Patients with corneal abrasions typically come to the emergency department for eye pain. Most physicians treat these with topical antibiotics, oral analgesia, and for those who are lucky enough 48 – 72 hour follow up with ophthalmology. Oral analgesia does a poor job of controlling these patients pain. Tetracaine is an esterase type anesthetic with a onset of action of 10 – 20 seconds and a duration of action of 10 – 15 minutes. Use of topical anesthetics are very effective at reducing pain, but there use is discouraged secondary to poor wound healing of the corneal epithelium. So what is the evidence for topical anesthetic use on corneal abrasions?
Where does the evidence for NO topical anesthetic use on corneal abrasions come from?
[table id=22 /]
The evidence for the toxic effects of topical anesthetics comes from case reports, case series, and animal studies. The case reports and series are listed above, and in all but one of the cases the patients were abusing topical anesthetics for weeks to months and/or concentrations higher than that typically used today. So the statements that topical anesthetics have toxic effects to the cornea and decrease or inhibit corneal reepithelialization come from patients abusing these medications and not using them for short periods of time.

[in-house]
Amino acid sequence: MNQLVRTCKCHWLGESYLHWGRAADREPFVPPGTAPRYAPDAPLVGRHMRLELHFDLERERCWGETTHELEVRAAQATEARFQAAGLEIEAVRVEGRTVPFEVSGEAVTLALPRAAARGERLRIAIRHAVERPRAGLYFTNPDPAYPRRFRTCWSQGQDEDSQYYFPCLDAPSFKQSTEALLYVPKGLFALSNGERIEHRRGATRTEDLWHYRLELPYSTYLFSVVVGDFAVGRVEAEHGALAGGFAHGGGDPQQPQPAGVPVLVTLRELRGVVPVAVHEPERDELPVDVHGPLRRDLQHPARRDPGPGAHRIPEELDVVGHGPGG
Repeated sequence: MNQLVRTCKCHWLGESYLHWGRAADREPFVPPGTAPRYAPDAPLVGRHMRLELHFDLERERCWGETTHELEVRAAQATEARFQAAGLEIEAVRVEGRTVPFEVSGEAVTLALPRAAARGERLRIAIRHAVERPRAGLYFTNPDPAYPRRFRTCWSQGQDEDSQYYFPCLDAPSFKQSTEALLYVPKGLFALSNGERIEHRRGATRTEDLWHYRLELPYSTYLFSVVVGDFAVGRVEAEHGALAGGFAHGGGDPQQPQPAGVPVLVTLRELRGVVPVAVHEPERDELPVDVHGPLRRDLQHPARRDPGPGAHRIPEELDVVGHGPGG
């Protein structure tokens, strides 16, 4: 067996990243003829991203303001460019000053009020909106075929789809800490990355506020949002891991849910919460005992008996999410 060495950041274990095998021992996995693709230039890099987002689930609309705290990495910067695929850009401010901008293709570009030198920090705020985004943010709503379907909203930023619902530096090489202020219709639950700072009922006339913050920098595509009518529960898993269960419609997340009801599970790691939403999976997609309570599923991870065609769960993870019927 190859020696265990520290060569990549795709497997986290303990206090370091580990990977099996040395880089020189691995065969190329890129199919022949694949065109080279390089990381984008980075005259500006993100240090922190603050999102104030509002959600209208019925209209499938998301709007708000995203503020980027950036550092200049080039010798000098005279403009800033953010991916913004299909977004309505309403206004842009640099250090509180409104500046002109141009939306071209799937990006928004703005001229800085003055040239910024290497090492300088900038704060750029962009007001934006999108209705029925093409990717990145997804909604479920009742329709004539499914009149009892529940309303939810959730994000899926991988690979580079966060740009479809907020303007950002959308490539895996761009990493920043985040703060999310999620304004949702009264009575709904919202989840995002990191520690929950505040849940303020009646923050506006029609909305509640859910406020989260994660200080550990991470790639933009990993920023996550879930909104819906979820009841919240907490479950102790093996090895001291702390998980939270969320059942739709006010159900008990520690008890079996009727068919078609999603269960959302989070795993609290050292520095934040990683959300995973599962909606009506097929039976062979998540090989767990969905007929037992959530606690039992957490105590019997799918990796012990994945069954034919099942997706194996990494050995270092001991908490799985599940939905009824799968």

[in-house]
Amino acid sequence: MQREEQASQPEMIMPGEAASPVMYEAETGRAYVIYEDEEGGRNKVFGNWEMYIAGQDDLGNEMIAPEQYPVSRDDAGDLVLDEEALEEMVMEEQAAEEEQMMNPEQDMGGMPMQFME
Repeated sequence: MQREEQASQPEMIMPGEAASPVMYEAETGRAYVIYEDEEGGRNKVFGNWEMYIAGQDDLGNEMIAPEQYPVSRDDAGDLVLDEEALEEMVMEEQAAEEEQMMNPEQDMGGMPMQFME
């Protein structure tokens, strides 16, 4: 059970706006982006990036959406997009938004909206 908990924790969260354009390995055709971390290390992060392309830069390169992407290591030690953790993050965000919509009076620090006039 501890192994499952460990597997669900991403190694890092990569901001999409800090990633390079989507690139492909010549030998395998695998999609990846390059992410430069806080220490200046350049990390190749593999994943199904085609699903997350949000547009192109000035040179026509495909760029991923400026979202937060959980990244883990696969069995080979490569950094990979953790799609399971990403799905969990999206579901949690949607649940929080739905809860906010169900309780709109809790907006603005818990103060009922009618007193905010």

Two animal studies [cite source=”pubmed”]1399407[/cite] and [cite source=”pubmed”]2409803[/cite] were examining toxicity of topical anesthetics. Topical anesthetics were being used at increasing concentrations until corneal epithelial damage was seen. Both studies were from the corneas of rabbits who have a more sensitive cornea and a reduced blinking rate when compared to humans, therefore it is hard to draw generalizations to humans.
What trials have evaluated the use of topical anesthetics on corneal abrasions?
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Conclusion: Topical anesthetics did a better job of controlling pain and in all but one of the studies no statistical difference in cornea epithelial healing at 72 hours.
What is the most recent trial to evaluate topical anesthetic use on corneal abrasions? [cite source=”pubmed”]24730399[/cite]
What they did:
- Prospective, double-blind, randomized trial of a convenience sample of 116 patients with uncomplicated corneal abrasions
- 1% tetracaine vs saline q30 minutes prn pain for 24 hours